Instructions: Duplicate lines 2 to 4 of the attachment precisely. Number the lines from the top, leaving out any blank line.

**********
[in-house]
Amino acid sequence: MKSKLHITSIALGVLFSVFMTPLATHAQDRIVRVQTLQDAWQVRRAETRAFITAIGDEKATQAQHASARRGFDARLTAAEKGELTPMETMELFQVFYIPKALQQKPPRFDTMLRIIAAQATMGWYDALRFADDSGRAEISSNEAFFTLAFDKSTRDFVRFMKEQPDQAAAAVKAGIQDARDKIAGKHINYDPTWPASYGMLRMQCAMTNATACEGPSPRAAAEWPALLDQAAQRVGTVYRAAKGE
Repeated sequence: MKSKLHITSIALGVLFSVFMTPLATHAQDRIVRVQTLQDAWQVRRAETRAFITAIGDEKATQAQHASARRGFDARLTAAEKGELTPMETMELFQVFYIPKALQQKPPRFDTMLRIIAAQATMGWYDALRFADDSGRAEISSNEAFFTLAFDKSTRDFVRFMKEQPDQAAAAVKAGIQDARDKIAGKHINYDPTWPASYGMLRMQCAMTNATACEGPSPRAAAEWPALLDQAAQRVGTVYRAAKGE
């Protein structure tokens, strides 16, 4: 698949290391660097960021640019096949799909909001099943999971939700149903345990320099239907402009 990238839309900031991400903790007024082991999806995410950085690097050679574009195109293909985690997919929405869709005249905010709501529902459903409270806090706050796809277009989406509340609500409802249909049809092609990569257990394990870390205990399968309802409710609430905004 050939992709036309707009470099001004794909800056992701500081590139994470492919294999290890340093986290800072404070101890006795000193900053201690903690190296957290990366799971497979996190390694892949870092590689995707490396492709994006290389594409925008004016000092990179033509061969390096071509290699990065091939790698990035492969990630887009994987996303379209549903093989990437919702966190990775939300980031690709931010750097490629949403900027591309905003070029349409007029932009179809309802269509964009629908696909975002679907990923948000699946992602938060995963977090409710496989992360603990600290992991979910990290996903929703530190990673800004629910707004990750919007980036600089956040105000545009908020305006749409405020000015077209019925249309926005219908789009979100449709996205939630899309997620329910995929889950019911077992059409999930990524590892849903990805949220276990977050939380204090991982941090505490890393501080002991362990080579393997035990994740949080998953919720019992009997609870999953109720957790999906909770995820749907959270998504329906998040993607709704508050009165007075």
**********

Amino acid sequence: MKSKLHITSIALGVLFSVFMTPLATHAQDRIVRVQTLQDAWQVRRAETRAFITAIGDEKATQAQHASARRGFDARLTAAEKGELTPMETMELFQVFYIPKALQQKPPRFDTMLRIIAAQATMGWYDALRFADDSGRAEISSNEAFFTLAFDKSTRDFVRFMKEQPDQAAAAVKAGIQDARDKIAGKHINYDPTWPASYGMLRMQCAMTNATACEGPSPRAAAEWPALLDQAAQRVGTVYRAAKGE
Repeated sequence: MKSKLHITSIALGVLFSVFMTPLATHAQDRIVRVQTLQDAWQVRRAETRAFITAIGDEKATQAQHASARRGFDARLTAAEKGELTPMETMELFQVFYIPKALQQKPPRFDTMLRIIAAQATMGWYDALRFADDSGRAEISSNEAFFTLAFDKSTRDFVRFMKEQPDQAAAAVKAGIQDARDKIAGKHINYDPTWPASYGMLRMQCAMTNATACEGPSPRAAAEWPALLDQAAQRVGTVYRAAKGE
């Protein structure tokens, strides 16, 4: 698949290391660097960021640019096949799909909001099943999971939700149903345990320099239907402009 990238839309900031991400903790007024082991999806995410950085690097050679574009195109293909985690997919929405869709005249905010709501529902459903409270806090706050796809277009989406509340609500409802249909049809092609990569257990394990870390205990399968309802409710609430905004 050939992709036309707009470099001004794909800056992701500081590139994470492919294999290890340093986290800072404070101890006795000193900053201690903690190296957290990366799971497979996190390694892949870092590689995707490396492709994006290389594409925008004016000092990179033509061969390096071509290699990065091939790698990035492969990630887009994987996303379209549903093989990437919702966190990775939300980031690709931010750097490629949403900027591309905003070029349409007029932009179809309802269509964009629908696909975002679907990923948000699946992602938060995963977090409710496989992360603990600290992991979910990290996903929703530190990673800004629910707004990750919007980036600089956040105000545009908020305006749409405020000015077209019925249309926005219908789009979100449709996205939630899309997620329910995929889950019911077992059409999930990524590892849903990805949220276990977050939380204090991982941090505490890393501080002991362990080579393997035990994740949080998953919720019992009997609870999953109720957790999906909770995820749907959270998504329906998040993607709704508050009165007075």